In the final relevant IF rat study I could find, researchers subjected rats to the same diets– to 20 and 40 percent Calorie-Restricted (CR) diets, as well as to alternate-day fasting diets, and monitored them over the long term for hormonal responses. The results were striking. Below is the abstract in full because it’s so powerful:
Females and males typically play different roles in survival of the species and would be expected to respond differently to food scarcity or excess. To elucidate the physiological basis of sex differences in responses to energy intake, we maintained groups of male and female rats for 6 months on diets with usual, reduced [20% and 40% caloric restriction (CR), and intermittent fasting (IF)], or elevated (high-fat/high-glucose) energy levels and measured multiple physiological variables related to reproduction, energy metabolism, and behavior.
In response to 40% CR, females became emaciated, ceased cycling, underwent endocrine masculinization, exhibited a heightened stress response, increased their spontaneous activity, improved their learning and memory, and maintained elevated levels of circulating brain-derived neurotrophic factor. In contrast, males on 40% CR maintained a higher body weight than the 40% CR females and did not change their activity levels as significantly as the 40% CR females. Additionally, there was no significant change in the cognitive ability of the males on the 40% CR diet.
Males and females exhibited similar responses of circulating lipids (cholesterols/triglycerides) and energy-regulating hormones (insulin, leptin, adiponectin, ghrelin) to energy restriction, with the changes being quantitatively greater in males. The high-fat/high-glucose diet had no significant effects on most variables measured but adversely affected the reproductive cycle in females. Heightened cognition and motor activity, combined with reproductive shutdown, in females may maximize the probability of their survival during periods of energy scarcity and may be an evolutionary basis for the vulnerability of women to anorexia nervosa.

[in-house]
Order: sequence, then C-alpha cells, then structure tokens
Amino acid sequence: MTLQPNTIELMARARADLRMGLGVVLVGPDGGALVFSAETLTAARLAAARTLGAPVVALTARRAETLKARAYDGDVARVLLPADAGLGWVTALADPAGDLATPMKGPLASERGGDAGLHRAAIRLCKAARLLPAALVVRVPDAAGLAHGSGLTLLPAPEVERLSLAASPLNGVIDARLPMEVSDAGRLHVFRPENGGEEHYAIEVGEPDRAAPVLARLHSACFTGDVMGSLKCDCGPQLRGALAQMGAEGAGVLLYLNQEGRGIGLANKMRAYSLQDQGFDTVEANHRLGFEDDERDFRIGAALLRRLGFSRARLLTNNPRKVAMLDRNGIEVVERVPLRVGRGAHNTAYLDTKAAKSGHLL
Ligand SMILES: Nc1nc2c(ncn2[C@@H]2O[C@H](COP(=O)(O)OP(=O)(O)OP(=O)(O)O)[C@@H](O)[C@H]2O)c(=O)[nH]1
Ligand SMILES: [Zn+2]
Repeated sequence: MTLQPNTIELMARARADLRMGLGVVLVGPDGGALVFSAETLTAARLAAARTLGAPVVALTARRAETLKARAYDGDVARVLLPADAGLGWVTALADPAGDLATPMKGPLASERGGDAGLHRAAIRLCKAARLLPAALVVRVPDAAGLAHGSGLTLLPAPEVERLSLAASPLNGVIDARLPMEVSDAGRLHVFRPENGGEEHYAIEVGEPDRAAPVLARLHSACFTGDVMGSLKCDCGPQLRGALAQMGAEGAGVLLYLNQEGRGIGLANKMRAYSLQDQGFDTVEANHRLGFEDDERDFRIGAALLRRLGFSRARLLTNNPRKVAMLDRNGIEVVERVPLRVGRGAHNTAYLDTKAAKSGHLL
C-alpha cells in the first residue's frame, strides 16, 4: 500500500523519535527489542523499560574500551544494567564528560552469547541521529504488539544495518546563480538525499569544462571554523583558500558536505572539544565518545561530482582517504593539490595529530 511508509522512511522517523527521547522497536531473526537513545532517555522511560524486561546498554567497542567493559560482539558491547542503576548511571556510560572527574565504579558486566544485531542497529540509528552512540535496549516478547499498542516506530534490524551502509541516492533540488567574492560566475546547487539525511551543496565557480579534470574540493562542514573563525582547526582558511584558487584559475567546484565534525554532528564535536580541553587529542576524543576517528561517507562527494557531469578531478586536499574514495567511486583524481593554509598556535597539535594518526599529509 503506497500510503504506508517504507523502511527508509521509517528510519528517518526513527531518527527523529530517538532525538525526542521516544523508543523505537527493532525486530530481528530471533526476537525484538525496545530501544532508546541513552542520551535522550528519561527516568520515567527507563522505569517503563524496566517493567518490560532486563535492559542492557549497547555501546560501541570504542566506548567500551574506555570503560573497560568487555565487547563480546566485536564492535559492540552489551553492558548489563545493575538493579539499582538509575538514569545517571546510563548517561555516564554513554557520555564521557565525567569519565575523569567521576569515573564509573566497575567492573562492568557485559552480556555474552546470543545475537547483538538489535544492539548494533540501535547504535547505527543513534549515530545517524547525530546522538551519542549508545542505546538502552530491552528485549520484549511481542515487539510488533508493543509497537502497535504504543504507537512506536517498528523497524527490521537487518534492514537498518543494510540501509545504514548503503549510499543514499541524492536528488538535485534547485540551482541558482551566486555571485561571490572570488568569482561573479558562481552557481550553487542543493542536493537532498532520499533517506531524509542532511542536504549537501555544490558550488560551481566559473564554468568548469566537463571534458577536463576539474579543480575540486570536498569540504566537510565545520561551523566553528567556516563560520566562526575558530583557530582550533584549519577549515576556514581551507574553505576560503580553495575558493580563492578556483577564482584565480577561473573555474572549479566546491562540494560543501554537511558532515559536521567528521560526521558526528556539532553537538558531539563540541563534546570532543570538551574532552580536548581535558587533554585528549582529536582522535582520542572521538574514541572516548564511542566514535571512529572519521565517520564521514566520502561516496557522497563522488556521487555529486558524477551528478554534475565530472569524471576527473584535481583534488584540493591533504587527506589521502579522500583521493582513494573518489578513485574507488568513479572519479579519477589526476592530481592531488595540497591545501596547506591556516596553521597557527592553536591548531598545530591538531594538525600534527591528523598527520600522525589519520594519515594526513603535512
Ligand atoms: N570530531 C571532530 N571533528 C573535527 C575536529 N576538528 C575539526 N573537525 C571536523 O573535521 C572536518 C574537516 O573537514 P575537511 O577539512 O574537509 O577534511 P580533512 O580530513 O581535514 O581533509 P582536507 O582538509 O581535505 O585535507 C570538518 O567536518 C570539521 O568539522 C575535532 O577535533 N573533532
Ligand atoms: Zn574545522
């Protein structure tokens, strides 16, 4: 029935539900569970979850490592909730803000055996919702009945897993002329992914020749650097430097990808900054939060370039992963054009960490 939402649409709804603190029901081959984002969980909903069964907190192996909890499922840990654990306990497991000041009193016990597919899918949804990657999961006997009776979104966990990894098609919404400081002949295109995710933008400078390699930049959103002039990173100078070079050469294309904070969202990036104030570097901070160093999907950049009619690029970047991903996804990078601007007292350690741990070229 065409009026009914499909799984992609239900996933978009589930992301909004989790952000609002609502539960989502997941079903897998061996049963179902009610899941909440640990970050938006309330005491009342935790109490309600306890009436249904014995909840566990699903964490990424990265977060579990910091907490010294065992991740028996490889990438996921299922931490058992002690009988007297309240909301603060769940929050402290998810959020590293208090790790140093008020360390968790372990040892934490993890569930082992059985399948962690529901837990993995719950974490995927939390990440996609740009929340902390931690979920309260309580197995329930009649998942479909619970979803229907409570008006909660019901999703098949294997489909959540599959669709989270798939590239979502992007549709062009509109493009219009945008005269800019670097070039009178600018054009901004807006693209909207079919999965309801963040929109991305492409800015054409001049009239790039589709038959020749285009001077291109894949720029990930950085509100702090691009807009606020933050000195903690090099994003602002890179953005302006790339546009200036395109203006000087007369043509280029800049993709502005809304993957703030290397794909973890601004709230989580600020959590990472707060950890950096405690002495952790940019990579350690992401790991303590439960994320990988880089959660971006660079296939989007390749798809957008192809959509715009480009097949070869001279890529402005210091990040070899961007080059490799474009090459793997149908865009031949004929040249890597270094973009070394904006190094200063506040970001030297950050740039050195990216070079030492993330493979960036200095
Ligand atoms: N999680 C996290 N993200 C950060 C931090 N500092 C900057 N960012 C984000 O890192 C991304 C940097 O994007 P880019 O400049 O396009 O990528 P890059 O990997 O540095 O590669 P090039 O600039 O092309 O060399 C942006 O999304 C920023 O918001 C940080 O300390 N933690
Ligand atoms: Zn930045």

They also found this:
The weight of the adrenal gland was similar in rats on all diets; however, when normalized to body weight CR and IF diets caused a relative increase in adrenal size, the magnitude of which was greater in females, compared with males.
The testicular weight was unaffected by any of the diets. In contrast, both CR diets and the IF diet caused a decrease in the size of the ovaries.
And this, bearing in mind that “daytime” for nocturnal rats is “nighttime” for humans:
The daytime activity of females was doubled in response to IF, whereas the IF diet did not affect the activity level of males. Nighttime activity levels of males and females were unaffected by dietary energy restriction.
Uterine activity was monitored daily with vaginal smear tests; cyclicity was scored as regular, irregular, or absent. The mild energy-restriction diets (20% CR and IF) significantly increased the proportion of animals displaying irregular cycling patterns, whereas the 40% CR animals displayed an almost complete loss of estrous cyclicity.